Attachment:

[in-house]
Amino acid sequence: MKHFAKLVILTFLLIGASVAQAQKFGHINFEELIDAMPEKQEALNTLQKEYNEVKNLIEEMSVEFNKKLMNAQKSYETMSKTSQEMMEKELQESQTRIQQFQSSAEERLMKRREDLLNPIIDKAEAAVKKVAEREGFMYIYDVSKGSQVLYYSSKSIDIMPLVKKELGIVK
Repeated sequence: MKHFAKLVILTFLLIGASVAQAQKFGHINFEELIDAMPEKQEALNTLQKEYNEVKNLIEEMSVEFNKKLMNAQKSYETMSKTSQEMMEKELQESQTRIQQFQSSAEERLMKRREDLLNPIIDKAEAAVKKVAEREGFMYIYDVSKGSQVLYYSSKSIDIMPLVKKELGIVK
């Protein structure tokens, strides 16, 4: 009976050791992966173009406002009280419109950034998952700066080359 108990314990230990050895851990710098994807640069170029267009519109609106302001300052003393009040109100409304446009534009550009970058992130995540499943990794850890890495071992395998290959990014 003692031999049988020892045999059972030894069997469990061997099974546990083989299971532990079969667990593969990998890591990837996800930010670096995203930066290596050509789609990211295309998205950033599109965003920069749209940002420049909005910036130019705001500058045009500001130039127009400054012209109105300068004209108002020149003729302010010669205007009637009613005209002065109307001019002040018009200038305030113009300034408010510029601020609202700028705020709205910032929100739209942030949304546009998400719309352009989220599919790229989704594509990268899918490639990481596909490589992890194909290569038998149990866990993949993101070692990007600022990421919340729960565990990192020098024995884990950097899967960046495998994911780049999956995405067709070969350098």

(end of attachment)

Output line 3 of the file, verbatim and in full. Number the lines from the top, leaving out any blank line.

Repeated sequence: MKHFAKLVILTFLLIGASVAQAQKFGHINFEELIDAMPEKQEALNTLQKEYNEVKNLIEEMSVEFNKKLMNAQKSYETMSKTSQEMMEKELQESQTRIQQFQSSAEERLMKRREDLLNPIIDKAEAAVKKVAEREGFMYIYDVSKGSQVLYYSSKSIDIMPLVKKELGIVK